Gray steel shelving

 

For certain industries, lot tracking is a crucial step in keeping their products safe and shippable.

Many products that need to be tracked together in a group, whether it be due to shelf life, expiration date, or batch numbers, are better served with lot tracking. Lot tracking is the act of keeping similar items together in a lot, tagging that lot with a unique identifier (typically a number), and then tracking that lot through the product’s entire lifespan including after purchase.

You’ve likely seen lot numbers in your daily life—for instance, think about the last time you heard about a big product recall due to expired food or faulty manufacturing. Those recalls were tracked and implemented through lot tracking, and as a result it’s a common sight in warehouses that deal in things like food and consumer goods.

Of course, if your products are tracked by the lot, you’ve probably had a hard time getting everything organized and tracked in a way that’s easy for your whole team to keep up with. If you have to organize and track lots in your warehouse, here’s a few of our best tips:

 

Determine how many lots you need to track: The first step is to see exactly how many lots your warehouse is responsible for, as this will help you better plan for space and storage needs. If your warehouse deals primarily in perishables or consumer goods, you’ll probably have more space needs than warehouses with fewer lots (or none). Review your current inventory and get an idea of exactly how many individual lots (not individual products, just the lots they’re tracked in, as that will be the next step) before proceeding.

 

Count the number of products per lot: The next step is to see how big the lots are. As you can expect, keeping lots of similar items as close to one another as possible is going to pose its own unique challenges, and knowing how big your lots will be can affect the rest of your planning process.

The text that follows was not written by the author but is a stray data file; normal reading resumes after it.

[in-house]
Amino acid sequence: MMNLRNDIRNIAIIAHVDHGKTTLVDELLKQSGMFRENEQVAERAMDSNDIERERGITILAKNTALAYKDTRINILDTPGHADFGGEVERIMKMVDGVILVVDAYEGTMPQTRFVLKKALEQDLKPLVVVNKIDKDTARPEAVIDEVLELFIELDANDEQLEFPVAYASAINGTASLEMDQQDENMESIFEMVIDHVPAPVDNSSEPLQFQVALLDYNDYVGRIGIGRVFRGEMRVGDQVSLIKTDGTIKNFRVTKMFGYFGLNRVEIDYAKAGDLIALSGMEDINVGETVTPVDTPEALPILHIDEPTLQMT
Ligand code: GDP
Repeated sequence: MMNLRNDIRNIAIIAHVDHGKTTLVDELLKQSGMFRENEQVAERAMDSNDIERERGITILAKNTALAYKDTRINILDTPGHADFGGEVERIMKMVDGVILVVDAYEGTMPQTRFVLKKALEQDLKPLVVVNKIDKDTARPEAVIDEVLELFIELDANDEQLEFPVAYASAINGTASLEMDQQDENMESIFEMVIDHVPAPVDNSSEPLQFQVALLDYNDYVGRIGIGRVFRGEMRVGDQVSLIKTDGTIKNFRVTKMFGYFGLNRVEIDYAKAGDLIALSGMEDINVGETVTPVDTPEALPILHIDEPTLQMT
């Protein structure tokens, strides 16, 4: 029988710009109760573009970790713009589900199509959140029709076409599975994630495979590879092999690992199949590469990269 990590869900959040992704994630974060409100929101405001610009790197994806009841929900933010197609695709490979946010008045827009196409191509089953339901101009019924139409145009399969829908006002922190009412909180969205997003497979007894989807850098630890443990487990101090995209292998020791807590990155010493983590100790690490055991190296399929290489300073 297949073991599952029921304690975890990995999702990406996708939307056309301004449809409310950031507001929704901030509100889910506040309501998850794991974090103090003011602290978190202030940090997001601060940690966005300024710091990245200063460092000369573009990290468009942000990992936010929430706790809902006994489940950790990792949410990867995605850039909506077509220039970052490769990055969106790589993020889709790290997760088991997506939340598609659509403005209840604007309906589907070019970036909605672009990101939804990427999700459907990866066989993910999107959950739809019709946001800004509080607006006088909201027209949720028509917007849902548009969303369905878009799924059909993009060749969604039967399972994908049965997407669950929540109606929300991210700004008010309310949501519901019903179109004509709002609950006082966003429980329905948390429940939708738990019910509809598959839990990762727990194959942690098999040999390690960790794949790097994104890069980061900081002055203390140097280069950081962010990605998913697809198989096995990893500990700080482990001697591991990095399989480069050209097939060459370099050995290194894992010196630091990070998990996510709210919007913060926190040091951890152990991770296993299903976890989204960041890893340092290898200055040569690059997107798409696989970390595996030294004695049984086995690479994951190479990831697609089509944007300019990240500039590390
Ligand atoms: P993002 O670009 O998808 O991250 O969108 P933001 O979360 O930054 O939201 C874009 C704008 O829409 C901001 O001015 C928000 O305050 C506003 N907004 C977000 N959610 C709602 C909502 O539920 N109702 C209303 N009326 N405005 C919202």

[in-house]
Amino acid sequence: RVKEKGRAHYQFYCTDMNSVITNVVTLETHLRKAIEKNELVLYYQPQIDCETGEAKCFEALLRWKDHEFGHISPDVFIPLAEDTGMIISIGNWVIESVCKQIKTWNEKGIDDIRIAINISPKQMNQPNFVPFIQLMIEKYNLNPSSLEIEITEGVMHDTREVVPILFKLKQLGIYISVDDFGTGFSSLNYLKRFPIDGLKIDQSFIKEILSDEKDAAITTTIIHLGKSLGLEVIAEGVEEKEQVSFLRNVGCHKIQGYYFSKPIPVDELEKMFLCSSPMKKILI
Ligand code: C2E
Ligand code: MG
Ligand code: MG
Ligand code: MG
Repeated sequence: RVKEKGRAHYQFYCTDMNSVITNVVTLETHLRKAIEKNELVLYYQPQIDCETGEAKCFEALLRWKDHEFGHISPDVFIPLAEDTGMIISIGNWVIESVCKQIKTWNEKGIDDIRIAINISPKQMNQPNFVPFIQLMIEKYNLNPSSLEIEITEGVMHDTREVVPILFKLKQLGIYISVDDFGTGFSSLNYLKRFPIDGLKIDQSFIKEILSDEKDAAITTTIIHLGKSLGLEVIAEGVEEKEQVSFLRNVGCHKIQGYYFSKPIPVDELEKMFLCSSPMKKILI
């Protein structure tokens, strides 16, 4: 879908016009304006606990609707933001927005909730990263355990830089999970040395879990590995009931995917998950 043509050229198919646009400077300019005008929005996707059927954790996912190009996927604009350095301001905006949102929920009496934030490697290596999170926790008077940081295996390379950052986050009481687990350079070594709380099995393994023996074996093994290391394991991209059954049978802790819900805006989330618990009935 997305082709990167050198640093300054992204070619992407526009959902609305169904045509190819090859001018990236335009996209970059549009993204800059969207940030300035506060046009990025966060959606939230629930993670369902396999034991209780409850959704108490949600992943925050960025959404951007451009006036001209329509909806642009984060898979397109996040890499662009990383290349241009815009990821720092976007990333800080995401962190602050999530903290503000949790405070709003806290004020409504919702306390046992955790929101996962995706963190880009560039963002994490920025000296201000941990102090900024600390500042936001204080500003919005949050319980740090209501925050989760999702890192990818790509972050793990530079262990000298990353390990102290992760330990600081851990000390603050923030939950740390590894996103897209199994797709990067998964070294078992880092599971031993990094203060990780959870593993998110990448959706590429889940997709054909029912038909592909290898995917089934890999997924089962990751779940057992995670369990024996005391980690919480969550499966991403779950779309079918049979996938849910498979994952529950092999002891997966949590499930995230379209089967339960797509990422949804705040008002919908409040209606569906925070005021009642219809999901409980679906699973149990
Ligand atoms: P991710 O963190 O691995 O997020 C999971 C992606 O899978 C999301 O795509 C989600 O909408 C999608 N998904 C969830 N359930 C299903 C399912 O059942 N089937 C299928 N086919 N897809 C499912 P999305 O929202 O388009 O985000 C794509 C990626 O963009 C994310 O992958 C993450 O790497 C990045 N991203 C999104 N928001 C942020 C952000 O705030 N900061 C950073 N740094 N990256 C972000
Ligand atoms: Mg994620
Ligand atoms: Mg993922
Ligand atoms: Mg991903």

Establish a single location for each single lot: Here’s where it gets tricky. No matter how much shelf space you have on your pallet racks or warehouse shelves, you need to make sure that each lot is given its own location. Both on the physical shelves and in your WMS, each individual lot (whether by lot number or other identifier) is going to be better off with its own designated location, especially if they’re being kept in warehouse storage bins for easier transport.

 

Keep everything trackable: Lot tracking is unique in that both the individual SKUs and the lots as a whole will need to be tracked and counted. Use warehouse shelf labels carefully to ensure that both the individual product SKUs and the lot identifiers can be easily tracked and accessed to prevent miscounts or lost products. Use them either on the individual bins, or the ‘license plate method’ of keeping everything in the right container and labeling the container overall.

 

Track your lot replenishments: Once your lots are safely packed away and ready to go, a good way to get out in front of any needed tracking or counting is to measure how often they get replenished. This will help you better plan for any potential product shortages or issues with your stock, and will give you a better idea of how your lot tracking is performing overall.

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